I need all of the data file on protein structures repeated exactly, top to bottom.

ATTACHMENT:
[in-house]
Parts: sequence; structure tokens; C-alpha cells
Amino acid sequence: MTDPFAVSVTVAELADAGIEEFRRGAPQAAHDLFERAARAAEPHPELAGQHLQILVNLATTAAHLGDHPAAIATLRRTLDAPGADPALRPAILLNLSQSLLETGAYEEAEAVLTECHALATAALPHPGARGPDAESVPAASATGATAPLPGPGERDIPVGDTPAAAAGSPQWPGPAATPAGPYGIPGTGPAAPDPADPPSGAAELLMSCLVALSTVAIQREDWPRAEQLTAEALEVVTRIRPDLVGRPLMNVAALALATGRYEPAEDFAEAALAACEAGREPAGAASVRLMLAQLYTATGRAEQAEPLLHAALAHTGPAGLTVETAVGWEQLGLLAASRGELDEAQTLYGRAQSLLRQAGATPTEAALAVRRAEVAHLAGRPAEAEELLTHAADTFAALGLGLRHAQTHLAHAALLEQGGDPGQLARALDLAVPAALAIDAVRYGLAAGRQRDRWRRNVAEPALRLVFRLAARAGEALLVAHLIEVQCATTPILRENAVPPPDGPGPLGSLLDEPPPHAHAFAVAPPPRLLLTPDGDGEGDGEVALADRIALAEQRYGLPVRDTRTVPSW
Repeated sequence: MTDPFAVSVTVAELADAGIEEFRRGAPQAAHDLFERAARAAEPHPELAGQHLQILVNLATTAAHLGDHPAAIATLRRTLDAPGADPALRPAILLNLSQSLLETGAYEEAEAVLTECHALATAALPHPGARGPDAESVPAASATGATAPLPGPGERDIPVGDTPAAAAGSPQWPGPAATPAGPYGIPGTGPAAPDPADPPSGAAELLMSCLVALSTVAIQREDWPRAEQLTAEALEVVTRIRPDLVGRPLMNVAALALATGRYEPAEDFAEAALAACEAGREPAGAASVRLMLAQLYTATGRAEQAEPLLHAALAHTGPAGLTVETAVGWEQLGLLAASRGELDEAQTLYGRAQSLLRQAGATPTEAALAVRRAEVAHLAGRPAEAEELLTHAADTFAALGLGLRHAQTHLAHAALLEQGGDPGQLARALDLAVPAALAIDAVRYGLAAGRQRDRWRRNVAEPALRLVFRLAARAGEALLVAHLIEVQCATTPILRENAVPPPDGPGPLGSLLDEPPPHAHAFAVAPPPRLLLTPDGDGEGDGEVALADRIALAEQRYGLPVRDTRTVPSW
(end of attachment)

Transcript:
[in-house]
Parts: sequence; structure tokens; C-alpha cells
Amino acid sequence: MTDPFAVSVTVAELADAGIEEFRRGAPQAAHDLFERAARAAEPHPELAGQHLQILVNLATTAAHLGDHPAAIATLRRTLDAPGADPALRPAILLNLSQSLLETGAYEEAEAVLTECHALATAALPHPGARGPDAESVPAASATGATAPLPGPGERDIPVGDTPAAAAGSPQWPGPAATPAGPYGIPGTGPAAPDPADPPSGAAELLMSCLVALSTVAIQREDWPRAEQLTAEALEVVTRIRPDLVGRPLMNVAALALATGRYEPAEDFAEAALAACEAGREPAGAASVRLMLAQLYTATGRAEQAEPLLHAALAHTGPAGLTVETAVGWEQLGLLAASRGELDEAQTLYGRAQSLLRQAGATPTEAALAVRRAEVAHLAGRPAEAEELLTHAADTFAALGLGLRHAQTHLAHAALLEQGGDPGQLARALDLAVPAALAIDAVRYGLAAGRQRDRWRRNVAEPALRLVFRLAARAGEALLVAHLIEVQCATTPILRENAVPPPDGPGPLGSLLDEPPPHAHAFAVAPPPRLLLTPDGDGEGDGEVALADRIALAEQRYGLPVRDTRTVPSW
Repeated sequence: MTDPFAVSVTVAELADAGIEEFRRGAPQAAHDLFERAARAAEPHPELAGQHLQILVNLATTAAHLGDHPAAIATLRRTLDAPGADPALRPAILLNLSQSLLETGAYEEAEAVLTECHALATAALPHPGARGPDAESVPAASATGATAPLPGPGERDIPVGDTPAAAAGSPQWPGPAATPAGPYGIPGTGPAAPDPADPPSGAAELLMSCLVALSTVAIQREDWPRAEQLTAEALEVVTRIRPDLVGRPLMNVAALALATGRYEPAEDFAEAALAACEAGREPAGAASVRLMLAQLYTATGRAEQAEPLLHAALAHTGPAGLTVETAVGWEQLGLLAASRGELDEAQTLYGRAQSLLRQAGATPTEAALAVRRAEVAHLAGRPAEAEELLTHAADTFAALGLGLRHAQTHLAHAALLEQGGDPGQLARALDLAVPAALAIDAVRYGLAAGRQRDRWRRNVAEPALRLVFRLAARAGEALLVAHLIEVQCATTPILRENAVPPPDGPGPLGSLLDEPPPHAHAFAVAPPPRLLLTPDGDGEGDGEVALADRIALAEQRYGLPVRDTRTVPSW